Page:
Louisville, KY: Temple Adas Israel, 1902. Item #40773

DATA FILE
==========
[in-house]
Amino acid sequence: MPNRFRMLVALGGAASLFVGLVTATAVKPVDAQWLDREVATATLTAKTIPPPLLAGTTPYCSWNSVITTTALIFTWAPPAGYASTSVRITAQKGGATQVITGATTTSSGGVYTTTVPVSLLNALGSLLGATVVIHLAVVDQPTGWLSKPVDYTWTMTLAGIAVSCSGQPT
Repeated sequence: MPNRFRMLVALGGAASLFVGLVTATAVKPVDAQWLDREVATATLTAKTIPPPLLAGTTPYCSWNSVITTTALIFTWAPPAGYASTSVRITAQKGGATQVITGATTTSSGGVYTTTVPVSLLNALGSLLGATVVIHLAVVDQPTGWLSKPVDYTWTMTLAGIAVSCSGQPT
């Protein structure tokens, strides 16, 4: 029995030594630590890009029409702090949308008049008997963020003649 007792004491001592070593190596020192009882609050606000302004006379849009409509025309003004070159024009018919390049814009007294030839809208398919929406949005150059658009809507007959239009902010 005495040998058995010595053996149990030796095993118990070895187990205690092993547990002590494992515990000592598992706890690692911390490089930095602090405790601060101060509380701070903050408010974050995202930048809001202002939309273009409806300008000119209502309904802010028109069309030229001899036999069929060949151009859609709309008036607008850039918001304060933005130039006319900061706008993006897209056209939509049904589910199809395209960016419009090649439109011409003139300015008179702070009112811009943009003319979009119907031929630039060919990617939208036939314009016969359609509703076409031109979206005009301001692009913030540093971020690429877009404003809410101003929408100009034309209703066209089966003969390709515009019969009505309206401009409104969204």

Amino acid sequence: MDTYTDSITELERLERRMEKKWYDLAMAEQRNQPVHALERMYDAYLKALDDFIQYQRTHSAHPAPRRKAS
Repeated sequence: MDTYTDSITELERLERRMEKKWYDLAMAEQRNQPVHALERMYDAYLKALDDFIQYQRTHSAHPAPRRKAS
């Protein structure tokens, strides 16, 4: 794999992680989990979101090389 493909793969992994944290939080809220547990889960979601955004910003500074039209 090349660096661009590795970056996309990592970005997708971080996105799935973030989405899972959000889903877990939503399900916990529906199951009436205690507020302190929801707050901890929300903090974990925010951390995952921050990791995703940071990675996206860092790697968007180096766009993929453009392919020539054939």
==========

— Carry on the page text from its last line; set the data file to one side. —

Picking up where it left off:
1st edition. Original paper wrappers with silver gilt lettering. 8vo,  pages. With photo of Rabbi Moses. This is the program for memorial service of this leading Reform Rabbi who had already fought in 2 different armies before landing in the American South. Adolph Moses (1840-1902), "attended both the University of Breslau and Zechariah Frankel 's Rabbinical Seminary. Idealistic and devoted to his studies, Moses was especially interested in history, philosophy, and philology and like many young Jews of the time was strongly influenced by Western civilization. In 1859, carrying only a walking stick, he hiked to Italy where he fought under Garibaldi, attaining the rank of corporal...In 1863, Moses joined the Polish insurrection. Captured by the Russians, he later wrote a novel, Luser Segermacher, about his prison experiences. After his release, Moses went to Frankfurt on Main to study under Abraham Geiger , a leading Reform scholar, and later spent two years at the University of Vienna, where he was close to Professor Adolph Jellinek.... [in 1870] he accepted a call to a pulpit in Montgomery, Alabama, and soon moved on to another in Mobile, where he served 1871-1881. He devoted himself to learning to deliver sermons in good English, rather than the German language prevalent in the American synagogues at the time, and he developed a life-long fascination with Shakespeare, even giving lectures on the Bard. Moses leaned toward radical Reform, deprecating what he would term "physiological Judaism, " by which he meant its ritual and nationalistic aspects. He preferred instead to see Judaism as a world monotheistic doctrine of truth and morality. In 1885, he was the first to rise to advocate acceptance of the Platform at the famous meeting of Reform rabbis at Pittsburgh. He joined a group of rabbis in 1890 in rejecting the halakhic requirement of circumcision for male proselytes, although he criticized conversions for people who simply wanted to marry Jews. He opposed the budding Zionist movement, and like many Reform rabbis of that era moved his temple's main weekly service to Sundays, starting in 1892. He published many articles on Judaism, folklore, and anthropology and served as editor of Zeitgeist, a Jewish journal. A collection of his essays, along with a brief biography, was published in 1903 by Hyman G. Enelow. He graduated from the medical school of the University of Louisville in 1893 and was particularly interested in working with the blind. From 1881, he served as rabbi of Temple Adath Israel in Louisville, Kentucky, where he remained until his death (Schwartz in EJ, 2007) . No copies listed in OCLC. Outer black paper mourning frame wrappers, covering the inner white text and photograpic covers (with hole allowing photo to show through), are detached with edgewear but present. Otherwise Good Condition. Important and Exceedingly rare, perhaps a unique surviving copy. (AMR-57-2).